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Morning of the Wedding, Midsummer’s Day
“Emma, this is not the time for hide and seek. Get your freaky butt out here now.”
I wince at the sharpness of my voice as it echoes off the greased stained hallway. The bridal party in the room down the hall pause for five horrifying seconds before the noisy commotion kicks up again.
The conservatively dressed man standing guard at the doorway shifts his expensive-clad feet and glares at me before muttering something unintelligible into his fancy-looking headset.
I wheeze in a breath but cough it right back out as cheap, musty incense tickles the back of my throat. Dammit to perfume hell and back again. I walk over to the cabinet and grab the offending incense stick.
I know he’s watching every single step I make. Probably counting my breaths too.
Lucky for me I stopped giving a fuck twenty-four hours ago after I received the phone call.
I snap the stick in half before stashing it down a wilting, potted fern plant.
“Sorry, fern.” I mutter, stuffing my hands inside my freshly pressed trouser pockets.
I stare at the dying plant, painfully aware of every harried breath I take. You’re walking the bride down the aisle in two hours. Get your shit together, Dylan. Now.
I crack my knuckles before patting my anxiety tablets at the back of my trouser pocket. Just one more day and I’ll be back home to the land of the ordinary and Catsby.
I straighten the lapels of my cheap tuxedo jacket before striding down the narrow hall, nodding and smiling as more of the bride’s party arrive. Once the party disappears from view, I wilt and slam my head back repeatedly against the wall. Marty will roast me alive and have me for kebabs for the wedding buffet because I, Dylan Williams, lost the only thing that mattered to my best friend in the entire world.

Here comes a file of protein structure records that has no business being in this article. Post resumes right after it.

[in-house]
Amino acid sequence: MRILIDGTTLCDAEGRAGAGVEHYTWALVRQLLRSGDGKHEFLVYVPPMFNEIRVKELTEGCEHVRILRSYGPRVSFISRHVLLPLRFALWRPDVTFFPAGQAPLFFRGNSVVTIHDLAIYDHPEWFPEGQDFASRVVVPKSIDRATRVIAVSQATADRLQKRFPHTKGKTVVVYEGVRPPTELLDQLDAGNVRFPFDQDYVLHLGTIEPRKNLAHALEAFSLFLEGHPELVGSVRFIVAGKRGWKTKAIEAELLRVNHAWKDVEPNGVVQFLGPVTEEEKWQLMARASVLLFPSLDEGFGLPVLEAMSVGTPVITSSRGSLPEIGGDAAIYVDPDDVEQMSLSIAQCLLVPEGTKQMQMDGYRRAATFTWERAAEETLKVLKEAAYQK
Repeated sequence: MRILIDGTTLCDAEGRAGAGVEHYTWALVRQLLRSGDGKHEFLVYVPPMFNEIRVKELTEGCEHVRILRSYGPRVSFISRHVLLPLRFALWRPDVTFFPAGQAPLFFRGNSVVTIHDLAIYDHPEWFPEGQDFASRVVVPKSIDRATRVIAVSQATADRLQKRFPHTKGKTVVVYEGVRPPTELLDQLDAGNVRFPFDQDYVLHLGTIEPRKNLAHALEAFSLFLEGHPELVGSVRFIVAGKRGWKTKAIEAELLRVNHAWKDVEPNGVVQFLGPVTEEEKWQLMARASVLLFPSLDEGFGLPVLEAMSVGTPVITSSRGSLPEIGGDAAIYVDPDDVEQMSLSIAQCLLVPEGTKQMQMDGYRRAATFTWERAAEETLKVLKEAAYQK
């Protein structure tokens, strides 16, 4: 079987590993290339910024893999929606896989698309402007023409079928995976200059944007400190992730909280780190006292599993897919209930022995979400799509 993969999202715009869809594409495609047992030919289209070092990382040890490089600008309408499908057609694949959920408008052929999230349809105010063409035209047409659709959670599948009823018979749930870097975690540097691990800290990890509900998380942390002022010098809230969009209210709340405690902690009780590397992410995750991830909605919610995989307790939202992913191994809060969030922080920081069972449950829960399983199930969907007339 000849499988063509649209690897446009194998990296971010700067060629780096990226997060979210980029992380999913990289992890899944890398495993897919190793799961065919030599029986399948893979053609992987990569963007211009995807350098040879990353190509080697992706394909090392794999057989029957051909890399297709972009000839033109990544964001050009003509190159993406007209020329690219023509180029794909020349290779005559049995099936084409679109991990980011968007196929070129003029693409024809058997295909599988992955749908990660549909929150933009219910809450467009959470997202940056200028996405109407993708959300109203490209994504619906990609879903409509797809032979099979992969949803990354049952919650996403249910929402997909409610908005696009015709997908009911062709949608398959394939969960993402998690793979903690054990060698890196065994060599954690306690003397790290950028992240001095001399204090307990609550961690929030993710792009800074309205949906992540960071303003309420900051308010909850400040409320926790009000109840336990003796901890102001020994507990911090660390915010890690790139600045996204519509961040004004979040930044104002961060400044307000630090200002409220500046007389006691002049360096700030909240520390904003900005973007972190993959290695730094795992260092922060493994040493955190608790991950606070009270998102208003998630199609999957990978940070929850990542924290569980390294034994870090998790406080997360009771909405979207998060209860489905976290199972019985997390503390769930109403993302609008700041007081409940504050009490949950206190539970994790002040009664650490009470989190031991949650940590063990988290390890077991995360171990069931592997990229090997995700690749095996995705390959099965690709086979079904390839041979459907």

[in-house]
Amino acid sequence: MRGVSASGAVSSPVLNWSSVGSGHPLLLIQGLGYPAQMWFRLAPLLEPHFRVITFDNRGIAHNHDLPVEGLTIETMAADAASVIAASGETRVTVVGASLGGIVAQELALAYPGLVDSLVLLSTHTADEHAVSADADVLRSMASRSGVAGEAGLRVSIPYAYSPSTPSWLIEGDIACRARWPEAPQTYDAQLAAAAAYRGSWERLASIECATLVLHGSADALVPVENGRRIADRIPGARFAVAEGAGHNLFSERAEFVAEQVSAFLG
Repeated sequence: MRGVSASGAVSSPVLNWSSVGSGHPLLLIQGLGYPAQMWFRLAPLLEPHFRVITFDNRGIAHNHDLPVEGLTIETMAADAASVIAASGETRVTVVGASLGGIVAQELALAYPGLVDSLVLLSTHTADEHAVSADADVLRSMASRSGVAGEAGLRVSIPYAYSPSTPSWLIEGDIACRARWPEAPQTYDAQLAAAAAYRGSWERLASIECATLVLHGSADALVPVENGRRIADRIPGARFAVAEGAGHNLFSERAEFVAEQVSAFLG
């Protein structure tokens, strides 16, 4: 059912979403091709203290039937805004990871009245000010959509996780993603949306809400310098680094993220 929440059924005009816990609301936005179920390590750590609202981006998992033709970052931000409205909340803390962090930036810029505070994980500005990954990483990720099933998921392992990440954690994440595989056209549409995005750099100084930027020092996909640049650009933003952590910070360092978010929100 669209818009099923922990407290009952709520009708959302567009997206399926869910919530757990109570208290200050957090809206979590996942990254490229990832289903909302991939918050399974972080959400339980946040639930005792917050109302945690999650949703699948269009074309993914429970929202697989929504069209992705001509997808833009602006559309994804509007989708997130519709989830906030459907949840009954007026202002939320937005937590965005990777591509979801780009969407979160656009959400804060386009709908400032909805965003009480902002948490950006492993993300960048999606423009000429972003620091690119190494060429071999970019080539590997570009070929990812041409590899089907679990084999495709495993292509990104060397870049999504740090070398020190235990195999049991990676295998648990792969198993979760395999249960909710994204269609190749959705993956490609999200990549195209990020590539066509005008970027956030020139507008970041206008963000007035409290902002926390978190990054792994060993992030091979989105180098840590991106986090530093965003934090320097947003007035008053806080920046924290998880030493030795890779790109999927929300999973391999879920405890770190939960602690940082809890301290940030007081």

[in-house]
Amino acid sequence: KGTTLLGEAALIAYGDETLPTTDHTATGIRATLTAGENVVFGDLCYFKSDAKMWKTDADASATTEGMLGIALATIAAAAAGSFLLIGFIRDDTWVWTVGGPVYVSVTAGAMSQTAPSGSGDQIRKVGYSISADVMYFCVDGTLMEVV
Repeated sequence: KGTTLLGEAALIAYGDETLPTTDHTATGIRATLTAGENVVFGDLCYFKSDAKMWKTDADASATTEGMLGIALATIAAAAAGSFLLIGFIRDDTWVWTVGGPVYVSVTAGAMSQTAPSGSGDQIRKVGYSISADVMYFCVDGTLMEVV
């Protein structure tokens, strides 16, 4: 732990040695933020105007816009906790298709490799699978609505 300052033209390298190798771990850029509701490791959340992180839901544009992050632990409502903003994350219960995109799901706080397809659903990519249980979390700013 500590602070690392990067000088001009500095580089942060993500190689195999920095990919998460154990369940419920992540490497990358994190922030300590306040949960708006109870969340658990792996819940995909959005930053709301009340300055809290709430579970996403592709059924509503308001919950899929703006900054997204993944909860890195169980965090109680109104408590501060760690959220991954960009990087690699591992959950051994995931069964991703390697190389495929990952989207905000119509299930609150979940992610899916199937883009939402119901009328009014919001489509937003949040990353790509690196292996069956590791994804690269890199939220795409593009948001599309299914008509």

“Hey Dylan, is everything okay?”
I snap upright as Marty’s sleek, blonde head pops out from behind the B&B bedroom door. Her hair is pinned in some fancy knot that took like three fucking hours to do this morning. She’s beaming with excitement, her heart-shaped face all dewy and glowy. She’s the perfect picture of a bride-to-be. I ignore the slight wobble in her legs as she walks towards me, courtesy of the bottle of gin she was smacking down since 10:00am this morning.
My shoulders tense but I smile breezily at my best friend who in one hour is entering into a marriage that has nothing to do with love and everything to do with escaping bad memories. “Everything is peachy,” I say. “Emma is just a little excited. She’s in the loo.”
I am going to hell. And I’ll take the bottle of gin and my bird-killing cat with me.
Marty strolls up to me, looking like a fairy princess in her white, sparkly dress that seems to sparkle an awful lot for a wedding dress.
I cluck under my tongue as she takes off my crooked bow-tie. “You sure you want my ugly mug walking you down the aisle?”
“Shut it,” she says, clipping the bow-tie back on. “You’re prettier than me and we both know it. I can’t think of anyone better than to walk me down the aisle to a new, happier life. Very, very happy. Lots of happiness. Got me?”
I raise my eyebrows at her scowl. New? Maybe. Happier? Hah. “I suppose you’ve forgotten you have a brother who should be walking you down the aisle?”
The less said about the father, the better. I pause. Maybe the brother too.